Faces: Garrel’s Les Hautes Solitudes at the Metrograph

LES HAUTES SOLITUDES_3_Nico_Courtesy The Film Desk Les Hautes Solitudes (1974)
Directed by Philippe Garrel
Febraury 24-March 2 at the Metrograph

Philippe Garrel’s 1974 silent film Les hautes solitudes is 80 minutes, overwhelmingly of interior close-ups and medium shots of four people. Primary focus Jean Seberg dictated the terms of her own footage, suggesting scenarios to play out, sometimes to Garrel’s alarm: a scene in which she gobbles pills in a suicide attempt so spooked the director he stopped filming. Seberg would indeed kill herself in 1979, so it’s not an easy scene to watch, but her presence is also a metatextual reckoning with Garrel’s obsession with Godard; here, the former follows in his master’s footsteps to once again re-present a much-abused performer.

LES HAUTES SOLITUDES_Seberg_Courtesy The Film Desk

The film was shot over two and a half months, primarily in Seberg’s apartment. She’s joined by her friend Tina Aumont, who was herself friends with Garrel’s decade-long girlfriend/obsession Nico (here incorporated via rushes originally shot for an earlier project), and actor Laurent Terzieff; all three had appeared in Garrel’s earlier films. One way Garrel’s described the film is as a series of outtakes from a film that does not actually exist about Seberg’s life in which she’s routinely joined by pals, but the trajectory isn’t particularly important. One 2002 screening in Japan had the reels screened out of order, but no one in the audience noticed and Garrel was pleased: “The film impresses the audience with its non-constructed style. So even if a projectionist screens the reels in the wrong order, it works.”

As a work of silent portraiture, it has affinities (of which Nico is not the least) with Warhol’s screen tests but with entirely different ideas about screen performance. For years, Garrel has made his living as an acting teacher; in his words, his task is to “unblock” performers so that they can be most themselves. Smiles turn on a dime into tears, but there’s rarely a sense of “performance” as such. This skill at capturing and embedding shots of stillness or non-verbal response is crucial to Garrel’s non-experimental work from 1979’s L’enfant secret onwards; here, you can see him developing ideas about screen presence. The film is perhaps best viewed as the refinement of a lifelong technique and theory of performance in its embryonic stages.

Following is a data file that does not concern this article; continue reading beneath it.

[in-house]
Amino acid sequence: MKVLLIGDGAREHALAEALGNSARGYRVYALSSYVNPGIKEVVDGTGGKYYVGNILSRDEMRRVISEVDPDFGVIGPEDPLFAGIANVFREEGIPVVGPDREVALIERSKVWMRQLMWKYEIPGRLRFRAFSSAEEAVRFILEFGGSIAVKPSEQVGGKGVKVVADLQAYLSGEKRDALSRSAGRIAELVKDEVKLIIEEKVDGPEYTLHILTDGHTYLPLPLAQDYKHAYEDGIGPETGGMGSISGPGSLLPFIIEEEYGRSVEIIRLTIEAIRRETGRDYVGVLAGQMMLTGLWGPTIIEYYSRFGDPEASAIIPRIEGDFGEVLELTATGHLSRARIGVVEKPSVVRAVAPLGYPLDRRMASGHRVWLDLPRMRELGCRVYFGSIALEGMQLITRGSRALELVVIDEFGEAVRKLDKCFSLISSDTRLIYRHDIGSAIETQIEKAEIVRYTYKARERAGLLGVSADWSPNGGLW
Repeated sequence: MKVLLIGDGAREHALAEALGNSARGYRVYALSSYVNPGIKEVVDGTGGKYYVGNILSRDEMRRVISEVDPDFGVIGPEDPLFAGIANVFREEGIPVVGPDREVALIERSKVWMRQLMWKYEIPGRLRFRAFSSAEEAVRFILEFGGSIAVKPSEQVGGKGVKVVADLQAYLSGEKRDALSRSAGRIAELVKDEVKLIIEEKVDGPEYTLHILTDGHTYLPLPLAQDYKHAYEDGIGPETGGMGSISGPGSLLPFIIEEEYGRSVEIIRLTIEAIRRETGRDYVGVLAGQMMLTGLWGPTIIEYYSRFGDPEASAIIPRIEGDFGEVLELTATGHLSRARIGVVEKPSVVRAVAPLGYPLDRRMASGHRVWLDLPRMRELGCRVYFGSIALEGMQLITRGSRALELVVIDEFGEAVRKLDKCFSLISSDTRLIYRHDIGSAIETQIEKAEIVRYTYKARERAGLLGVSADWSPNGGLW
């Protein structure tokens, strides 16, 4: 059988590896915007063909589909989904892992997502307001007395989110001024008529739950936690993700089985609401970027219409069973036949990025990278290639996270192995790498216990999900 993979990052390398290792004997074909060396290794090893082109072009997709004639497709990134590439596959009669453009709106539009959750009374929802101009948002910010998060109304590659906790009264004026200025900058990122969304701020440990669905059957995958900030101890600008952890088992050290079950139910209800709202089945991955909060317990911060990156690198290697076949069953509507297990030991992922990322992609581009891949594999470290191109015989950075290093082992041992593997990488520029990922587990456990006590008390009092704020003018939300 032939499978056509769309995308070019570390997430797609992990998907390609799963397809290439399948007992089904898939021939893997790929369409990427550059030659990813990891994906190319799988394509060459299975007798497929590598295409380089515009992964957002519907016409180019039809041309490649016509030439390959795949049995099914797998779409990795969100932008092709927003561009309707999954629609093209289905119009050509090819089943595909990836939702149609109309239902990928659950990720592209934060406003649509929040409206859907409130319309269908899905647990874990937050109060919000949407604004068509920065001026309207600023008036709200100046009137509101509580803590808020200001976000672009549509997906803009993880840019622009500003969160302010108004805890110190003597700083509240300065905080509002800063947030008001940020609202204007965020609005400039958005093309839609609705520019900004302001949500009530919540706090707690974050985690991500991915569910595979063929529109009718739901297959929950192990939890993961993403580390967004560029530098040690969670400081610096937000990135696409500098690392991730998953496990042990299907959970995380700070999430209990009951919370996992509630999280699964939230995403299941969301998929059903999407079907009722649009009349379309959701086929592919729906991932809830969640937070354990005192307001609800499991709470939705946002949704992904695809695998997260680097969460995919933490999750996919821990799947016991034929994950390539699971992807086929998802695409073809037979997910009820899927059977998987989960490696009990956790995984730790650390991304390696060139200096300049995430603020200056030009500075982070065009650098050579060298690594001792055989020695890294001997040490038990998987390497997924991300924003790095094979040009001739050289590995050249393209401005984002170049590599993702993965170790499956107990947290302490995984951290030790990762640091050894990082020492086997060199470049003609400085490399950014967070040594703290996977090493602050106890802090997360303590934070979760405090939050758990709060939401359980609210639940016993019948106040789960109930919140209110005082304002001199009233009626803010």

The closeness of the camera, combined with intense grain, is reminiscent of Peter Hutton’s approach to black and white: you’re watching a real space being thoughtfully and deliberately abstracted into an expressive, abstract, often quite grainy black-and-white palette. There’s great drama in a woman turning suddenly away from a blown-out window and moving into the near total darkness of a room, snuffing out all light in one quick violent pan. The subject may be suffering and loneliness; there is, nonetheless, a sense of intense adoration. Even if you weren’t aware of Garrel’s tumultuous history with Nico, you’re obsessively staring at and trying to parse some very photogenic, dangerously attractive people, mostly women. You don’t need to share Garrel’s unapologetic gaze to feel its intensity; in its ambitious visual language, despite the modesty of means and methods, Les hautes solitudes comes off as an attempt to show objects of personal love in a way so transfigured that viewers themselves could begin to feel the same adoration.

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